An examination of “the LORD was with the judge” (Judges 2:18)

The following was a short exegetical essay for Dr. Richard E. Averbeck’s Pentateuch and Historical Books course at Trinity Evangelical Divinity School.

In verse 18, the author briefly mentions in passing that God was with the judges. This peculiar phrase is somewhat ambiguous and indefinite and requires further thought and investigation. Initially, this reality would seem to be linked with the judges’ function and success; and therefore, the meaning of this brief phrase likely has significant implications for understanding the office of judge in ancient Israel. What exactly does this phrase mean, and what does this presence indicate about these judges? Although few commentators care to investigate these questions to any significant degree (or at all), I suggest that the exegete does well to sort out the meaning and implications of this phrase.

First, this presence indicates God’s validation of the judges. This is assumed by God being “with” the judges and is explicitly mentioned in the preceding phrase: “YHWH raised up judges for them” (2:18). עִם serves to indicate an accompanying relationship (Arnold and Choi, 124-125), a special or particular (not general or common) relationship between God and His judges. Therefore, primarily, this presence also indicates God’s favor and blessing upon the judges with accompanying real, concrete results in terms of the socio-political and hopefully religious state of Israel. As Block notes, this presence indicates the “secret” to the judges’ success (129). For example, Butler observes, “God’s presence, not the judge’s leadership or military skills, brings victory” (48). This is clearly indicated by the phrase immediately following וְהָיָ֤ה יְהוָה֙ עִם־הַשֹּׁפֵ֔ט. “And He saved them from the hand of their enemies all the days of the judge (2:18). “They [the judges] represented agents of the divine presence” (Block, 129). Given this apparent relationship between God’s presence and superhuman victories worked through the judges, this presence likely entails charismata. This is clearly exemplified in the subsequent narratives throughout the book (e.g., Samson’s superhuman strength, etc.) Moreover, this presence also indicates God’s tangible compassion for His people; such victories resulting ultimately from God’s presence with His appointed judges demonstrate His maintained compassion for His people. Finally, that God’s presence is with those whom He appoints indicates that YHWH is fundamentally faithful to His judges despite whether or not Israel herself is (cf. 2:17) (Butler, 48).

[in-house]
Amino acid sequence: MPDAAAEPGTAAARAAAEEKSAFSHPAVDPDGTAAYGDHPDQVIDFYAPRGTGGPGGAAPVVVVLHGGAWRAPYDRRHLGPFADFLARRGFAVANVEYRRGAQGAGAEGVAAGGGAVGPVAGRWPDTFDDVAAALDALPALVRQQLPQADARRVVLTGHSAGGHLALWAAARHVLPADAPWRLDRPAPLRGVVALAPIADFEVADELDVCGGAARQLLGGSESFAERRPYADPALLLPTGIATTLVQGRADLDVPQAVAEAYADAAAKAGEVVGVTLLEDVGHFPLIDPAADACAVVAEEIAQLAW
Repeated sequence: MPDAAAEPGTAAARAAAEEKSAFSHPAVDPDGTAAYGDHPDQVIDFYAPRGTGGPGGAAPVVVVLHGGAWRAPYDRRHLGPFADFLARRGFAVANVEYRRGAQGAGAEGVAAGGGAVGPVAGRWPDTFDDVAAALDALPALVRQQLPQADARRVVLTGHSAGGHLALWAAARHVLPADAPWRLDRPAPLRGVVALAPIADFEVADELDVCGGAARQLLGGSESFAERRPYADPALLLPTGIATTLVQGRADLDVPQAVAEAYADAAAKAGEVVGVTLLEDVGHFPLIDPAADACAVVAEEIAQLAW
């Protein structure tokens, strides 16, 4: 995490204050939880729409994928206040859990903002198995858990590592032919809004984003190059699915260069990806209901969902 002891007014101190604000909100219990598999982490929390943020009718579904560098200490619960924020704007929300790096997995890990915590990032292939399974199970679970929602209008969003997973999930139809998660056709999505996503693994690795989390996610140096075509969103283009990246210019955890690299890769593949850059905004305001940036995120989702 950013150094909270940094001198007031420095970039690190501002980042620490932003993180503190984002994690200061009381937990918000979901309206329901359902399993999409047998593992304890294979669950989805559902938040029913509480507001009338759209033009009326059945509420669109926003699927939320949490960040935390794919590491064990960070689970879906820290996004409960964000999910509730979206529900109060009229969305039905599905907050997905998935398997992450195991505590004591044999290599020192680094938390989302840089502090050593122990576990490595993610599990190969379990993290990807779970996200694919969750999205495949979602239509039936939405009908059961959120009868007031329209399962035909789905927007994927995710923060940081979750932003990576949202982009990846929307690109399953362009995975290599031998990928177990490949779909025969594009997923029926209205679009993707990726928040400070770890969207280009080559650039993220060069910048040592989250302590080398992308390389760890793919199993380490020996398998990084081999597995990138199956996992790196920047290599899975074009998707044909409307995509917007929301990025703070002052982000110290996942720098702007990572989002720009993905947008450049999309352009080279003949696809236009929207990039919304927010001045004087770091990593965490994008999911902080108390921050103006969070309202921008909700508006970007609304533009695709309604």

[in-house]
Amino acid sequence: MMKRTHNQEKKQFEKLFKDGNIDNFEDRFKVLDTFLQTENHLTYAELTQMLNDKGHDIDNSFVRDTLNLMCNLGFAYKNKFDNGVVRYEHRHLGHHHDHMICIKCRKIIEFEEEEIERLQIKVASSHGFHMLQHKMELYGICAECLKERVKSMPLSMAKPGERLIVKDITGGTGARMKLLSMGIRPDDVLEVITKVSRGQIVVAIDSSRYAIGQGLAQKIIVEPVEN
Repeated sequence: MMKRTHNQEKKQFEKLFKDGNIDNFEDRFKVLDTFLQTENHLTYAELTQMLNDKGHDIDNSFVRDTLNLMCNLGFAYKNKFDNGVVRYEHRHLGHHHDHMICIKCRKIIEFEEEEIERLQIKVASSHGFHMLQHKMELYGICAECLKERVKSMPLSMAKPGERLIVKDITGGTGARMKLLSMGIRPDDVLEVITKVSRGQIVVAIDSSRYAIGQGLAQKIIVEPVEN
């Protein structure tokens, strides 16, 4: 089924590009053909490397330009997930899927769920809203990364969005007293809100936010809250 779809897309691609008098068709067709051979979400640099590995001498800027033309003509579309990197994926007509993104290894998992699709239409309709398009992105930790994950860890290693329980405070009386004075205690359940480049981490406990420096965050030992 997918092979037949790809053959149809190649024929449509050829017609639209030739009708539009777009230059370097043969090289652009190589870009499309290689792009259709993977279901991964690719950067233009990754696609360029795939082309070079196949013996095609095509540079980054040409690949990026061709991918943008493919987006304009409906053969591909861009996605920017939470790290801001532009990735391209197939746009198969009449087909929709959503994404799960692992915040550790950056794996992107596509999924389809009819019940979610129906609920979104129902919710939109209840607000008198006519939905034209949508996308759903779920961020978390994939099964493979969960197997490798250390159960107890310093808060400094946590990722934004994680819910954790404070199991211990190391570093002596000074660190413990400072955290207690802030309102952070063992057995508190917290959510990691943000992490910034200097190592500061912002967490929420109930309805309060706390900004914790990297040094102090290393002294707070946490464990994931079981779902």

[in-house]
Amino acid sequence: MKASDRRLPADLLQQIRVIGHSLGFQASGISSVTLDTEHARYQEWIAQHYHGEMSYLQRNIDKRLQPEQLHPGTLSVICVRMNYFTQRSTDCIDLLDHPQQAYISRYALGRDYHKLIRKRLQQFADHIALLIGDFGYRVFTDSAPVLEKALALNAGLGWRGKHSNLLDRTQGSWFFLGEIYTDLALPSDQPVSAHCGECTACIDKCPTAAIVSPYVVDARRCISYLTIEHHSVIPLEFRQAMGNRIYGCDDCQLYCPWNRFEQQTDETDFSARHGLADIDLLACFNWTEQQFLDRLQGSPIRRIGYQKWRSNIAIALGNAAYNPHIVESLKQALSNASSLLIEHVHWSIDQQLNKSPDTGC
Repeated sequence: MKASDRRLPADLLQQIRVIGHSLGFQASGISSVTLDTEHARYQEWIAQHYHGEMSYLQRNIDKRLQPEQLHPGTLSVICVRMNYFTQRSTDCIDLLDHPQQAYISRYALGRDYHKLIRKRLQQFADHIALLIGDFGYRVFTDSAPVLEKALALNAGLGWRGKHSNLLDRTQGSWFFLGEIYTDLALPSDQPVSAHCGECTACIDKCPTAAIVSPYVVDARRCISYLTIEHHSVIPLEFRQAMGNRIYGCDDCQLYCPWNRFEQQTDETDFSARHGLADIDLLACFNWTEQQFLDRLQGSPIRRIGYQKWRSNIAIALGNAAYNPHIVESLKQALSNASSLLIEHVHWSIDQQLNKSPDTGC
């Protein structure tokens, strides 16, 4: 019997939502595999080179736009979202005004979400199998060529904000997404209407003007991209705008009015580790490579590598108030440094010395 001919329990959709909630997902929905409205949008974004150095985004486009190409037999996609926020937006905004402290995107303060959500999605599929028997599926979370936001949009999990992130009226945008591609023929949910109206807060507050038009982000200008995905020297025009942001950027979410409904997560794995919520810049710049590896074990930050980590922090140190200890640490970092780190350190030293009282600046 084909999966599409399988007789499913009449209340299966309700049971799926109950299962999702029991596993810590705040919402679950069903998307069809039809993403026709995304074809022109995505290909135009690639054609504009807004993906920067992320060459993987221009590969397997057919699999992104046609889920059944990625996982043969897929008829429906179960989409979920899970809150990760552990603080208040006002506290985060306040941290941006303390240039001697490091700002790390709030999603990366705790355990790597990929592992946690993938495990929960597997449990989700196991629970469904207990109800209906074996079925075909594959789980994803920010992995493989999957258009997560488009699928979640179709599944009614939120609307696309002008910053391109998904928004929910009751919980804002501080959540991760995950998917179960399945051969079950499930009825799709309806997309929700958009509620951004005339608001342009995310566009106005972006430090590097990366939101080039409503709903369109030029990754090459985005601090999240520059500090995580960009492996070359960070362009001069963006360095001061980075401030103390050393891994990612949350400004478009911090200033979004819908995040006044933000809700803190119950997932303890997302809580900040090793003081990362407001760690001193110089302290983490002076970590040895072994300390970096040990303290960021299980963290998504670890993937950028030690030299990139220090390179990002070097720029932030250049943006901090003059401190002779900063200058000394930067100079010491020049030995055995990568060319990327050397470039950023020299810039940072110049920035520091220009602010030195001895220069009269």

In conclusion and summary, this presence seems to indicate, imply, or result in the following realities: (1) God’s appointment, (2) a special, particular relationship, (3) God’s faithfulness to the judges despite Israel’s wavering faithfulness, (4) God’s blessing and favor, (5) God’s compassion, (6) God’s working through these agents, specifically in terms of success in deliverance, (7) and conversely, that these victories are due to God’s power, not the military strength of the judges, and finally (8) a charismatic gifting.